Like its sprawling predecessor 22 Dreams, his latest album finds Paul Weller roving restlessly across a broad musical terrain – but with Wake Up the Nation, the 16 tracks zip by in under 40 minutes, like glimpses snatched from the window of a speeding train.
"Moonshine" opens the album like a gunshot, a great pounding R&B rocker that resembles what Dr Feelgood might have sounded like with Little Richard on piano; it hangs around just long enough to slap you in the face before giving way to the title-track, a terse, abrasive call-to-musical arms in which guitars and tambourine collude in a funkier version of The Velvet Underground's chugging motorik pulse. From this exhilarating opening combination, things don't let up, but just get more involved: "No Tears To Cry" is another compelling musical hypothesis, this time of what a 1960s Brit-soul boy might have sounded like produced by Lieber & Stoller, while the closer "Two Fat Ladies" has music-hall vernacular draped in Beatle-esque psychedelia and riding the "Lust for Life" riff, an unexpectedly irresistible blend of styles.
For Wake Up the Nation, Weller has jettisoned the more folkie elements that gave 22 Dreams its reflective tone, reinforcing instead the rock and soul core of his music. "Aim High" is a soundtrack-soul funk groove in the Bobby Womack manner, with sleekly shimmering strings and pert brass fanfares, and the febrile combination of Diddley-beat blues-rock and free-jazz weirdness that comprises "7 & 3 Is The Striker's Name" recalls Beefheart's early Magic Band sound. Psychedelia drives the tracks in intriguing directions: mellotron and flute bring a patchouli-scented headiness to the instrumental "Whatever Next"; while elsewhere the line "like pieces of a dream, disturbingly serene" is brought vividly to life by cascading piano droplets, harp glissandi and guitar. It's a rare moment of calm in an otherwise urgent set, however.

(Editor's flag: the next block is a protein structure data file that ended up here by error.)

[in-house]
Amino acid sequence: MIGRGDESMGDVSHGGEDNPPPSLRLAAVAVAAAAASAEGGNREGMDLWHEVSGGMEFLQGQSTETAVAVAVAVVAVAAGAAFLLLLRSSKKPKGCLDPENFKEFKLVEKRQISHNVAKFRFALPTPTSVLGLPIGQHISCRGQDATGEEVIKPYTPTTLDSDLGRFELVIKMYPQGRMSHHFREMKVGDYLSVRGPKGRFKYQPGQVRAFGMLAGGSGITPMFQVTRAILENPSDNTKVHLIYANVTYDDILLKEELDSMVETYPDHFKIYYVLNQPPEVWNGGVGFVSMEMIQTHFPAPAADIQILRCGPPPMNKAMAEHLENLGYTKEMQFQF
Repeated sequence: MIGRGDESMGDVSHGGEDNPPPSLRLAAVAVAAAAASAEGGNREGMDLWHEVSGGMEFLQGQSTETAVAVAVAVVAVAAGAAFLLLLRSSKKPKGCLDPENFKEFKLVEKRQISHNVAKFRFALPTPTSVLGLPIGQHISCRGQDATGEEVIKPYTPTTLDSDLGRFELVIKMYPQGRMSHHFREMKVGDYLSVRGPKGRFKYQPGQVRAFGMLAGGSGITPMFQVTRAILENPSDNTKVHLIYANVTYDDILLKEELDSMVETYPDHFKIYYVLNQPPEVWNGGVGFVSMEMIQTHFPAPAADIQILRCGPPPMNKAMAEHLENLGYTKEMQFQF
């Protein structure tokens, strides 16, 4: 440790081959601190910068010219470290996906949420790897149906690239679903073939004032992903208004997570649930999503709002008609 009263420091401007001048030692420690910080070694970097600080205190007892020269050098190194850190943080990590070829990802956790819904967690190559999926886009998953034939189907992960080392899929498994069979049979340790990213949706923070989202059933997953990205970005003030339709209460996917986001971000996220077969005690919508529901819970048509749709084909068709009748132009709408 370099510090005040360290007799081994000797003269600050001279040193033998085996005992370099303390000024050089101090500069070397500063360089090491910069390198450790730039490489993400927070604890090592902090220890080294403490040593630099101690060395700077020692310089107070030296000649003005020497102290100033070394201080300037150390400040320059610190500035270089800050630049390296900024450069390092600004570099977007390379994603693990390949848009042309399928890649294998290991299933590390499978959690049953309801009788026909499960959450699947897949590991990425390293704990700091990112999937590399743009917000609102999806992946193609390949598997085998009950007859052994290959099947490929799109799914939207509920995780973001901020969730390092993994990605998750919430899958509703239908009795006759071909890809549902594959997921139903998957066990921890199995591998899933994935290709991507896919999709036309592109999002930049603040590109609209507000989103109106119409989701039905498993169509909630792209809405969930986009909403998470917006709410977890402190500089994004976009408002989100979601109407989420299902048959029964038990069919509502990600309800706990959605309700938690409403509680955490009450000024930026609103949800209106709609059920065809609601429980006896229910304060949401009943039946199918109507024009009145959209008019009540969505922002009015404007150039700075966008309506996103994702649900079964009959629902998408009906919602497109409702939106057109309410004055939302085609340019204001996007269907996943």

The longest track "Trees", in which Weller evokes the desire of weary old folks to "stand tall, once more a tree", shifts back and forth at one-minute intervals, its basic scratch'n'synth-streaked New Orleans-style piano groove giving way to periodic bouts of nostalgic reflection couched in spooky, swirling textures, like distant memories struggling to form clear images. "Grasp & Still Connect" employs similar shifts of mood and pace, but the most effective example is surely "Fast Car/Slow Traffic", which has the stop-start progress of an inner-city snarl-up, its urgent momentum interrupted by passages of free-jazz breakdown gridlock. But everywhere you search there's something intriguing going on here – and if you don't get on with one track, another will be along to replace it before you can reach the skip button.
Download this Moonshine; Wake Up the Nation; Aim High; Fast Car/ Slow Traffic; Two Fat LadiesReuse content